Hi, and welcome to the forums! It sounds like you’re asking two separate questions here: how you can contribute to the Rust project, and what the project is for.
To answer the broader question first, the introduction to the book discusses what Rust’s goals are and where it’s meant to be used:
Rust is a systems programming language focused on three goals: safety,
speed, and concurrency. It maintains these goals without having a
garbage collector, making it a useful language for a number of use
cases other languages aren’t good at: embedding in other languages,
programs with specific space and time requirements, and writing
low-level code, like device drivers and operating systems. It improves
on current languages targeting this space by having a number of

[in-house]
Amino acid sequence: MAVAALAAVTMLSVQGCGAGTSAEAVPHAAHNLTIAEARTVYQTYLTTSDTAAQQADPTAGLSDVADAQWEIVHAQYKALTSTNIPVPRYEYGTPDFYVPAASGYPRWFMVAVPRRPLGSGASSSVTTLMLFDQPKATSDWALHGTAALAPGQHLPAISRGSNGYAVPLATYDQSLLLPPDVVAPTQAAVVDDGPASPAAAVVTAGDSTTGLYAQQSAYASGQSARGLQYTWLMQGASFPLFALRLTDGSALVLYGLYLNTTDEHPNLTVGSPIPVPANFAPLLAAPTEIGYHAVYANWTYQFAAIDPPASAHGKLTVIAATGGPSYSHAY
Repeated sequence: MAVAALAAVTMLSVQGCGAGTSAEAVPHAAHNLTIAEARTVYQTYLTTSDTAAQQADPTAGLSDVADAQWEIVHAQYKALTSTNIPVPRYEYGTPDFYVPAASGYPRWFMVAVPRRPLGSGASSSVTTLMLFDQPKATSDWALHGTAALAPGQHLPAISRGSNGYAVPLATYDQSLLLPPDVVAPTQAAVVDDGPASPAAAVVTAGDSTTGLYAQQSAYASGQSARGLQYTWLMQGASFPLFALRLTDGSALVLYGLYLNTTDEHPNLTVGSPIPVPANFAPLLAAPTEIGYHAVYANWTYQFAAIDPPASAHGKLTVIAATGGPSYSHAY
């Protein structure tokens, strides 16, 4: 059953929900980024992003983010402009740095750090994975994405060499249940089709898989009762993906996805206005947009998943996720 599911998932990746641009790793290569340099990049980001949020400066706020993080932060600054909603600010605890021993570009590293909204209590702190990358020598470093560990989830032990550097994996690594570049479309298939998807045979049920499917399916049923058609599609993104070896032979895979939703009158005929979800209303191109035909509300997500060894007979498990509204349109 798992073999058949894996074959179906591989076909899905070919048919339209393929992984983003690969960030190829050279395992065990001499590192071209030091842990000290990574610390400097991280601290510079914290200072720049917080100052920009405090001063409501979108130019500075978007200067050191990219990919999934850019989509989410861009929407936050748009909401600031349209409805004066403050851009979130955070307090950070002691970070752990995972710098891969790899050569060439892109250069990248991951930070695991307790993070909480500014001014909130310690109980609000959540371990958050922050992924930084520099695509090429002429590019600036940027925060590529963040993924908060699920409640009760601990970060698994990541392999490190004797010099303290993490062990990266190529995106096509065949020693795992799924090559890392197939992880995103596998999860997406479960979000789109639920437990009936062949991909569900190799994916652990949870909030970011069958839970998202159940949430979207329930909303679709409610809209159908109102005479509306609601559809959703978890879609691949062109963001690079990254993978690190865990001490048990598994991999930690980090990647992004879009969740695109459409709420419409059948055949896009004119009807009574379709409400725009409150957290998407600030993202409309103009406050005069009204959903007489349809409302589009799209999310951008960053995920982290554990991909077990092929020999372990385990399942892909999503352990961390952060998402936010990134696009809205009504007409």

compile-time safety checks that produce no runtime overhead, while
eliminating all data races. Rust also aims to achieve ‘zero-cost
abstractions’ even though some of these abstractions feel like those
of a high-level language. Even then, Rust still allows precise control
like a low-level language would.
If you’d like to contribute, I’d recommend starting by going through the tutorials and book. Then check out the contributing guide for advice on where to find introductory-level issues to fix!